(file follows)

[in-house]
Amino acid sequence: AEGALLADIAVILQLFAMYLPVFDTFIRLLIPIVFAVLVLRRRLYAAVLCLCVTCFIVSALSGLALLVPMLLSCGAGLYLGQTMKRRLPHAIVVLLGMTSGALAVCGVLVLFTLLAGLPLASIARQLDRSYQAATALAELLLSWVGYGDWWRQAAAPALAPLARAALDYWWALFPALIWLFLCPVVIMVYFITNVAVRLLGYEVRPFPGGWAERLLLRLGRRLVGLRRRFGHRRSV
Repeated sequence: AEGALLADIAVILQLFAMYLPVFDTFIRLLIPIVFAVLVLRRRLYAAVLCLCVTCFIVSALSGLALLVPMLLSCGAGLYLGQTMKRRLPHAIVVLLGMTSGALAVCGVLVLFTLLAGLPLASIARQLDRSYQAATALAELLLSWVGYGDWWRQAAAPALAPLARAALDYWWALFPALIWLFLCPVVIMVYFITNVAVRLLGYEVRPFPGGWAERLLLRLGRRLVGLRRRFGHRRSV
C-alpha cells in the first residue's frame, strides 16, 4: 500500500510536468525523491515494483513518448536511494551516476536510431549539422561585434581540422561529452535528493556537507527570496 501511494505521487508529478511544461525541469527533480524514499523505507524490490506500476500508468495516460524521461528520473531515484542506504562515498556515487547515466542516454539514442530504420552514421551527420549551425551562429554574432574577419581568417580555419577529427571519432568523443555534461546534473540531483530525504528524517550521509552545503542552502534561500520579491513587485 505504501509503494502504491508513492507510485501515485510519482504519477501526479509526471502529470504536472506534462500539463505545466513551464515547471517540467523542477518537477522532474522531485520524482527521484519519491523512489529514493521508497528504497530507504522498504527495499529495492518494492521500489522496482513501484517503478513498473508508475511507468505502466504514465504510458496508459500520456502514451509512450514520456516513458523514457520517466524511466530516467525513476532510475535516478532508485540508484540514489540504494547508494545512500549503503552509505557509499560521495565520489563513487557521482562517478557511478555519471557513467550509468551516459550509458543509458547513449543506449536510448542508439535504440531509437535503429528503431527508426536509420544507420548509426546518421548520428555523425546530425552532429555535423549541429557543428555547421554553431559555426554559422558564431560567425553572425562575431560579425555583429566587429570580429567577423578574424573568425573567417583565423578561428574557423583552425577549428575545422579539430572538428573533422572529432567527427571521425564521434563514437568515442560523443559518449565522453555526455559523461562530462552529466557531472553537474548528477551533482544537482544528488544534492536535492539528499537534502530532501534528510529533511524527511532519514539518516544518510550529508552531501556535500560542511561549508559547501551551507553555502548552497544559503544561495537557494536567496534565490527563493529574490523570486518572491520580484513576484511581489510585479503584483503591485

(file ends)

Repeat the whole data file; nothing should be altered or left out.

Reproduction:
[in-house]
Amino acid sequence: AEGALLADIAVILQLFAMYLPVFDTFIRLLIPIVFAVLVLRRRLYAAVLCLCVTCFIVSALSGLALLVPMLLSCGAGLYLGQTMKRRLPHAIVVLLGMTSGALAVCGVLVLFTLLAGLPLASIARQLDRSYQAATALAELLLSWVGYGDWWRQAAAPALAPLARAALDYWWALFPALIWLFLCPVVIMVYFITNVAVRLLGYEVRPFPGGWAERLLLRLGRRLVGLRRRFGHRRSV
Repeated sequence: AEGALLADIAVILQLFAMYLPVFDTFIRLLIPIVFAVLVLRRRLYAAVLCLCVTCFIVSALSGLALLVPMLLSCGAGLYLGQTMKRRLPHAIVVLLGMTSGALAVCGVLVLFTLLAGLPLASIARQLDRSYQAATALAELLLSWVGYGDWWRQAAAPALAPLARAALDYWWALFPALIWLFLCPVVIMVYFITNVAVRLLGYEVRPFPGGWAERLLLRLGRRLVGLRRRFGHRRSV
C-alpha cells in the first residue's frame, strides 16, 4: 500500500510536468525523491515494483513518448536511494551516476536510431549539422561585434581540422561529452535528493556537507527570496 501511494505521487508529478511544461525541469527533480524514499523505507524490490506500476500508468495516460524521461528520473531515484542506504562515498556515487547515466542516454539514442530504420552514421551527420549551425551562429554574432574577419581568417580555419577529427571519432568523443555534461546534473540531483530525504528524517550521509552545503542552502534561500520579491513587485 505504501509503494502504491508513492507510485501515485510519482504519477501526479509526471502529470504536472506534462500539463505545466513551464515547471517540467523542477518537477522532474522531485520524482527521484519519491523512489529514493521508497528504497530507504522498504527495499529495492518494492521500489522496482513501484517503478513498473508508475511507468505502466504514465504510458496508459500520456502514451509512450514520456516513458523514457520517466524511466530516467525513476532510475535516478532508485540508484540514489540504494547508494545512500549503503552509505557509499560521495565520489563513487557521482562517478557511478555519471557513467550509468551516459550509458543509458547513449543506449536510448542508439535504440531509437535503429528503431527508426536509420544507420548509426546518421548520428555523425546530425552532429555535423549541429557543428555547421554553431559555426554559422558564431560567425553572425562575431560579425555583429566587429570580429567577423578574424573568425573567417583565423578561428574557423583552425577549428575545422579539430572538428573533422572529432567527427571521425564521434563514437568515442560523443559518449565522453555526455559523461562530462552529466557531472553537474548528477551533482544537482544528488544534492536535492539528499537534502530532501534528510529533511524527511532519514539518516544518510550529508552531501556535500560542511561549508559547501551551507553555502548552497544559503544561495537557494536567496534565490527563493529574490523570486518572491520580484513576484511581489510585479503584483503591485